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Gazumping: a very real threat

20th April 2021

Gazumping is back. This last-minute bidding practice is, once again, causing havoc in the property market - especially as we head towards the end of the stamp duty holiday.

What is gazumping?

Gazumping is a totally legal practice that sometimes occurs once a seller has accepted a buyer’s offer. Another purchaser interested in the same property can come in with a higher offer right up until exchange happens – even if the deal has been verbally agreed and the property listing shows as SSTC (sold subject to contracts). There’s not much that can be done about gazumping pre-exchange, as an estate agent is bound to pass on all offers to the seller.

Why does gazumping happen?

Marketing conditions usually influence when gazumping is most prevalent. We usually see more gazumping when the supply and demand of property is out of kilter. More buyers than there are homes for sale leads to people making rash decisions as they become desperate to find a property and have an offer accepted.

It is currently estimated that almost one in four failed property sales is due to gazumping – fueled by a lack of available homes on the market and pressure to find a property to buy before the stamp duty holiday ends. Even big High Street agents, including Countrywide, have acknowledged that we’re in extreme times, with ‘multiple bids and a marked increase in gazumping’.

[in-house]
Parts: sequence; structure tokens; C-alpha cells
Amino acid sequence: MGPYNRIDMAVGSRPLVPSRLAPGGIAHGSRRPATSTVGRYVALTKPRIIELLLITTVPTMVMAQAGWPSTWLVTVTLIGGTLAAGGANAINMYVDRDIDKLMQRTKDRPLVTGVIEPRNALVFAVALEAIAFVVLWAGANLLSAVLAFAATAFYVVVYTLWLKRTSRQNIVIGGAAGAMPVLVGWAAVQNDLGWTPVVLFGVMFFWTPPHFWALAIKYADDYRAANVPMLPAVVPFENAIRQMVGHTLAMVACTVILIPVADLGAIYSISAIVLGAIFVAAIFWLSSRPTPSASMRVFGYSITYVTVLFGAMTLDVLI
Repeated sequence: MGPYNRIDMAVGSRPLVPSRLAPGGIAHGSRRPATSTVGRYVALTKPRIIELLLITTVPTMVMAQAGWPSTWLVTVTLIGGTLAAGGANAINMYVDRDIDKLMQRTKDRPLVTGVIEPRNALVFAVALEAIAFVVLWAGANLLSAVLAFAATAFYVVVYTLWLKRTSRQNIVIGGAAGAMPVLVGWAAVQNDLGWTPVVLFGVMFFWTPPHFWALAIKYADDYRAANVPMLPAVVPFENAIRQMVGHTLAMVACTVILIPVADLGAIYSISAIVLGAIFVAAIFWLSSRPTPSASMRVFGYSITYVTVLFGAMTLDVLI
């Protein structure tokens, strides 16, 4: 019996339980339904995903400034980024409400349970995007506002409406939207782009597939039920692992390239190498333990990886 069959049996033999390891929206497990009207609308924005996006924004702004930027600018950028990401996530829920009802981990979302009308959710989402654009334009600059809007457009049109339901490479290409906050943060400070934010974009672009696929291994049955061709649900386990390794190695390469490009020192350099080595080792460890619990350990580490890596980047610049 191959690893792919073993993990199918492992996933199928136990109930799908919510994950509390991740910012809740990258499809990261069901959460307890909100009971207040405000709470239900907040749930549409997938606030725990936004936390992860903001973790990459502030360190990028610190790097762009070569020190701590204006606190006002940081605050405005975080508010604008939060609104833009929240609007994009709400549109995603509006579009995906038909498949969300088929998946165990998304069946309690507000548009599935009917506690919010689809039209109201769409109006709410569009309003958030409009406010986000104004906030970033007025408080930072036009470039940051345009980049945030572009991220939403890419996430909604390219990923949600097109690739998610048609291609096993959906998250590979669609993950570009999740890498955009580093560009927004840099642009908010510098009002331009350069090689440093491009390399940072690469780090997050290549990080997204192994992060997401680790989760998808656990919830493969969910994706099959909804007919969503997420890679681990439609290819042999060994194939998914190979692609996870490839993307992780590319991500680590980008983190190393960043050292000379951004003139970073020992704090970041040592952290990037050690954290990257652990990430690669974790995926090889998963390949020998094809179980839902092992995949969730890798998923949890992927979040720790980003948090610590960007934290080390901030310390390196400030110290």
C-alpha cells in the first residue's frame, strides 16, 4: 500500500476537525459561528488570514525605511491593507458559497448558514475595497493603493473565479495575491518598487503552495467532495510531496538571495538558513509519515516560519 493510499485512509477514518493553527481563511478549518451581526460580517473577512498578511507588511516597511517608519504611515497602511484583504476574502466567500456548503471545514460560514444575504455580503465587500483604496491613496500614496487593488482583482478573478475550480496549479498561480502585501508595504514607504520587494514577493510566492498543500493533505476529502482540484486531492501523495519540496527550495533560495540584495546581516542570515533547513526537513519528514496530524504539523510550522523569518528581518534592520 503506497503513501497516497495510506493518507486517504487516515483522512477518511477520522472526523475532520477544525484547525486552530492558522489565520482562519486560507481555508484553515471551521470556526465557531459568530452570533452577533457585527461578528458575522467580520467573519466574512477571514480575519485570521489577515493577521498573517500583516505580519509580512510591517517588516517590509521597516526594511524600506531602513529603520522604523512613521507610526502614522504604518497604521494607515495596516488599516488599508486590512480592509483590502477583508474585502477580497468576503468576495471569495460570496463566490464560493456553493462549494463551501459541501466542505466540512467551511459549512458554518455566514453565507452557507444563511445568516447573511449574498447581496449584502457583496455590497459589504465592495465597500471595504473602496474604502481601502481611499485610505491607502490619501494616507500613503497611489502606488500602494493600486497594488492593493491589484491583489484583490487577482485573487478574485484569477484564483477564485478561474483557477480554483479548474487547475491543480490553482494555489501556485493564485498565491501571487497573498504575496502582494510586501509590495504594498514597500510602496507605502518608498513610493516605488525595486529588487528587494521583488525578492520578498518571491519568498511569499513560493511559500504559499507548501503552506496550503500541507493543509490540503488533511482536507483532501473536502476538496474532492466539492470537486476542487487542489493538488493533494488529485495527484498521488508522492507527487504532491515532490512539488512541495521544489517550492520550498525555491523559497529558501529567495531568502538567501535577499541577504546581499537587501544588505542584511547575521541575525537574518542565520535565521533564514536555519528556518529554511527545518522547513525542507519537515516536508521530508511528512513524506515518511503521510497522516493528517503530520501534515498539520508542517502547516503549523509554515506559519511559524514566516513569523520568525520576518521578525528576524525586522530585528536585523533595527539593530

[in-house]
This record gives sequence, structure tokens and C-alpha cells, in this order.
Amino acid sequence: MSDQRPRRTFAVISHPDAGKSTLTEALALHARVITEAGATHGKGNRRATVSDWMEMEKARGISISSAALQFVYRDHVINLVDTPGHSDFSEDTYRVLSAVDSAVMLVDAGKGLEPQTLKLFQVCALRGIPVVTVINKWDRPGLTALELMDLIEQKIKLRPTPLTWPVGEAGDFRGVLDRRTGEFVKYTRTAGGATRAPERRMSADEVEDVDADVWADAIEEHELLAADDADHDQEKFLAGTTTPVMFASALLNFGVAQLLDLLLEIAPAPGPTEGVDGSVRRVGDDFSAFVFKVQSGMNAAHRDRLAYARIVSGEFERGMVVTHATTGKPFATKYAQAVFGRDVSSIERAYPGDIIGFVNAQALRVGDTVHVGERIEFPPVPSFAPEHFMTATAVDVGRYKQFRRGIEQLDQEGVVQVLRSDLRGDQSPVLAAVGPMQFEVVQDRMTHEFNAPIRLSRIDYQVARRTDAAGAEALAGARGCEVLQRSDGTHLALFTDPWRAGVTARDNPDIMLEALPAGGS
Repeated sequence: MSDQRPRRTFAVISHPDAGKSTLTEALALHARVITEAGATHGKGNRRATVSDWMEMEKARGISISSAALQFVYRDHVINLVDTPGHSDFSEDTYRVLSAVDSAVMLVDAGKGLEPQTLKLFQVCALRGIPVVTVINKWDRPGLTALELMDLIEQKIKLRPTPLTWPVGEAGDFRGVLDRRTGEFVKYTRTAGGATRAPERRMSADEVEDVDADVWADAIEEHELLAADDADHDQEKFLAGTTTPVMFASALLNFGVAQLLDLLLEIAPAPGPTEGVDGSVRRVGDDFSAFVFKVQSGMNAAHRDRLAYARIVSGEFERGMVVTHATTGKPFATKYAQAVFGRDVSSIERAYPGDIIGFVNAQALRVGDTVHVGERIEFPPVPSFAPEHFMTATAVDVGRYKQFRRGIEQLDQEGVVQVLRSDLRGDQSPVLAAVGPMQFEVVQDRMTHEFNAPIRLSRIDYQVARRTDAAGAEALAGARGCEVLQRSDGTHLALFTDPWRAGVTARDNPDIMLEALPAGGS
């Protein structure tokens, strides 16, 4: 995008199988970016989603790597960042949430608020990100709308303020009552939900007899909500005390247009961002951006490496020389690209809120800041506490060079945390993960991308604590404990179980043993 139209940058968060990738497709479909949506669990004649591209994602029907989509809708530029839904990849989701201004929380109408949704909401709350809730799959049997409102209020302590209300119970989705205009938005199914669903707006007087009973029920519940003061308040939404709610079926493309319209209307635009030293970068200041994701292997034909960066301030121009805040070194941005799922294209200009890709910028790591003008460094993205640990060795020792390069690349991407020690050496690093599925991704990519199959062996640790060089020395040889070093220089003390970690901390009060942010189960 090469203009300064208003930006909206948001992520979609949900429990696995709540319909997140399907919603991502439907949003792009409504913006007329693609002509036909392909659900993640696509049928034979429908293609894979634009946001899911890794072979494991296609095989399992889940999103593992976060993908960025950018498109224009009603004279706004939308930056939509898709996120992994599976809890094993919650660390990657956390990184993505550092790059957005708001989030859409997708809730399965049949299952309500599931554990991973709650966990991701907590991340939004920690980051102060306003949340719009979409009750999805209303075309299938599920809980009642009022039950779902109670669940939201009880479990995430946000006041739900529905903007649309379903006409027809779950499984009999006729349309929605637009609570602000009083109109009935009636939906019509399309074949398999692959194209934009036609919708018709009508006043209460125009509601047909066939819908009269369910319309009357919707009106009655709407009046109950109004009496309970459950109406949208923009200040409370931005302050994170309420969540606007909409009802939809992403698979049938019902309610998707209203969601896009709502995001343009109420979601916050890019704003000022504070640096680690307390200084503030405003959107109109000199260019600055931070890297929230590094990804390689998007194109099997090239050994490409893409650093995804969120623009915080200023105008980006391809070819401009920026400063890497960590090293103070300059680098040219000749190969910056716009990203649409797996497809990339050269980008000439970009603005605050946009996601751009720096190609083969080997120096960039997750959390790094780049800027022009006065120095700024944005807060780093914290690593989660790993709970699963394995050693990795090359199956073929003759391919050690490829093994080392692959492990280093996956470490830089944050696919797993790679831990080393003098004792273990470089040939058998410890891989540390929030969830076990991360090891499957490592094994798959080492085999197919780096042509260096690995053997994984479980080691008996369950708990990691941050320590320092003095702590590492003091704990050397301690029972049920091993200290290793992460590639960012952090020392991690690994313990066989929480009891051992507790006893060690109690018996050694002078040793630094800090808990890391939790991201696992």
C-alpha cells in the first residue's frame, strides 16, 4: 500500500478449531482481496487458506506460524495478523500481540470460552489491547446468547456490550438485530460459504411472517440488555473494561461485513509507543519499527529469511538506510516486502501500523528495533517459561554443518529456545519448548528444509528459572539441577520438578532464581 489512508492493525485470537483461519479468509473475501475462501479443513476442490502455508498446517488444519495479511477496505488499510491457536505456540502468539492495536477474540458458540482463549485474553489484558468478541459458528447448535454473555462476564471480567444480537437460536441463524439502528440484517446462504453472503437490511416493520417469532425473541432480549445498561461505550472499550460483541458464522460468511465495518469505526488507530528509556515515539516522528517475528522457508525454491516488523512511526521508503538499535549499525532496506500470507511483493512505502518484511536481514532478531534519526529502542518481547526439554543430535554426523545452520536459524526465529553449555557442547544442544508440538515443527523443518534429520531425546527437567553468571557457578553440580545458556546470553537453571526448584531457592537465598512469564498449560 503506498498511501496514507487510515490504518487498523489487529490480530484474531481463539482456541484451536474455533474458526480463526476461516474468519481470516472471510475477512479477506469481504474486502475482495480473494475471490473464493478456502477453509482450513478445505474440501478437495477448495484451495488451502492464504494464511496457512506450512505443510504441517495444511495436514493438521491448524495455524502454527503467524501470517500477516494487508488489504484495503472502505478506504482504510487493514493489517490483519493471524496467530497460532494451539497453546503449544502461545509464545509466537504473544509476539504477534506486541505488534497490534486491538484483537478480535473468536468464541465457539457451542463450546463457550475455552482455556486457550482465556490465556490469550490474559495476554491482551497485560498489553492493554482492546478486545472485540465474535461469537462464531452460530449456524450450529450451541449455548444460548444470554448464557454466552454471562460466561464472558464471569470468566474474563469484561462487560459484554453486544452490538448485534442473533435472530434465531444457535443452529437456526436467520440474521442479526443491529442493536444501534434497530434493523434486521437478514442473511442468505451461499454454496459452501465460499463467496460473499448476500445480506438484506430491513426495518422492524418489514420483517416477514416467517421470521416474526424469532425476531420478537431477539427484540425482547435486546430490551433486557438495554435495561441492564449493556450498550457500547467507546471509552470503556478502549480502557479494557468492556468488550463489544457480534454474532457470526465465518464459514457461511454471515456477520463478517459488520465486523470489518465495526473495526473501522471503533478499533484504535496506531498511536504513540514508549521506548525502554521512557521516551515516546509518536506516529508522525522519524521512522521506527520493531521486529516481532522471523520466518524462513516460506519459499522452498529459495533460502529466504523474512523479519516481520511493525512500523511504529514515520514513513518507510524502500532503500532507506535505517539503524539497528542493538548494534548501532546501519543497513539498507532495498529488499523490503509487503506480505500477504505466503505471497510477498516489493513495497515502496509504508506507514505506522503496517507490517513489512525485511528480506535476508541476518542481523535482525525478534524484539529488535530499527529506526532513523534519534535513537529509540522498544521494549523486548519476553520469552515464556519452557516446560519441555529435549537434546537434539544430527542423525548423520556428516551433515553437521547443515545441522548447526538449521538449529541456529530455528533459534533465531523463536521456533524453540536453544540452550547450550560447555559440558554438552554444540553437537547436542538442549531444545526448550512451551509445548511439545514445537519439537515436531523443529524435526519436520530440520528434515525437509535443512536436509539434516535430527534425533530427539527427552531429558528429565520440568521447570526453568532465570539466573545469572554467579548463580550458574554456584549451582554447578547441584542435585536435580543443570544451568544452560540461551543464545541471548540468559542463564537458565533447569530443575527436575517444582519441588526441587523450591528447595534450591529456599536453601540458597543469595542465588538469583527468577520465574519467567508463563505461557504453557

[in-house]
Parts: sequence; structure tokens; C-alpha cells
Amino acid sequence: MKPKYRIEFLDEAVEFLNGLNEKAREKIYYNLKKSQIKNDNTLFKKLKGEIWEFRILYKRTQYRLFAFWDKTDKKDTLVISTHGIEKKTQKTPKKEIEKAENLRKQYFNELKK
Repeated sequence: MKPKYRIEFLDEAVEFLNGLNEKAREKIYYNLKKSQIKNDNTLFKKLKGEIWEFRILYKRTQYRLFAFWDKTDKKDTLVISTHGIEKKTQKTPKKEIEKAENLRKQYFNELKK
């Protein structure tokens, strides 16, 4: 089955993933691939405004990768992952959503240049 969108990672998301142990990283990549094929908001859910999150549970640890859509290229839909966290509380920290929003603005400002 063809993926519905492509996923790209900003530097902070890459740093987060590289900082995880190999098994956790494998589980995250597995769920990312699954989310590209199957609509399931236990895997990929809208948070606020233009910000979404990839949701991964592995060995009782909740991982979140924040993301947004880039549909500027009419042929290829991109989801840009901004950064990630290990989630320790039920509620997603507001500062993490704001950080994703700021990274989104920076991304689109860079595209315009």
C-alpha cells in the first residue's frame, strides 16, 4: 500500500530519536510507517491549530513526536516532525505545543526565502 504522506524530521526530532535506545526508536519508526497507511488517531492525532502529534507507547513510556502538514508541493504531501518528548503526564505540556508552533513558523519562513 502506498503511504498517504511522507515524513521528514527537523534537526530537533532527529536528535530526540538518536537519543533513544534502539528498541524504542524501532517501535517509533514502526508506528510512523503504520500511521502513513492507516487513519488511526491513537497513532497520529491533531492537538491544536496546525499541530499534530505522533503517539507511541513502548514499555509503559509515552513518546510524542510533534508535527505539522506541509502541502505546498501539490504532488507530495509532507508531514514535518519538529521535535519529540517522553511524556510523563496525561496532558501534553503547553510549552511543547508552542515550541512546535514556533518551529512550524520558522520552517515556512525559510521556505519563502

Can you avoid gazumping?

As a buyer, it can be heartbreaking - and costly - when a seller dumps you at the final hurdle in favour of an alternative purchaser, as you may have already invested time and money in conveyancing and surveying fees.

Here’s how you can avoid the threat of being gazumped:

  1. Ask for the property to be withdrawn: if other buyers can’t see the property, they won’t make an offer. Although a request is not always accepted, you can ask the seller to withdraw the property from the open market after your offer is accepted.
  2. Show you’re serious: genuine buyers will be looked upon more favourably, so always make an offer with a mortgage agreement in principle in place, a solicitor lined up and any home you are selling already under offer.
  3. Ask for a ‘lock out agreement’: this takes the form of a contract between the seller and the buyer. This gives the purchaser a period of exclusivity on the home, during which no other offers are considered. There will be a cost for a solicitor to draw up such a contract.
  4. Take out home buyer protection insurance: this won’t prevent gazumping but it may provide compensation, should it occur. These policies usually pay out to cover some of your upfront financial outlay if you’re gazumped, although this protection comes at a small upfront price.

Gazump the gazumper?

If you have your heart set on a property and find yourself gazumped – especially if you’re very close to exchanging contracts – you may think about increasing your original offer. Beware of getting caught up in a bidding war that pushes you outside of your financial comfort zone.

The auction alternative

The length of time between an offer being accepted and the safety of exchange – which can be weeks or even months – is an open door to gazumping but by buying at auction, you can slam that door firmly shut.

Open Online’s auctions - one of two ways we sell property fast - run on a reassuring ‘exchange on the day’ basis, meaning that once your bid is accepted and the gavel falls, no other buy can come in with a higher offer. We offer a degree of certainty in this fast-moving property market – peace-of-mind that your purchase will not be hijacked!

You’ll find more information about Open Online’s property auctions here or feel free to contact us to talk over your plans to buy an auction property.

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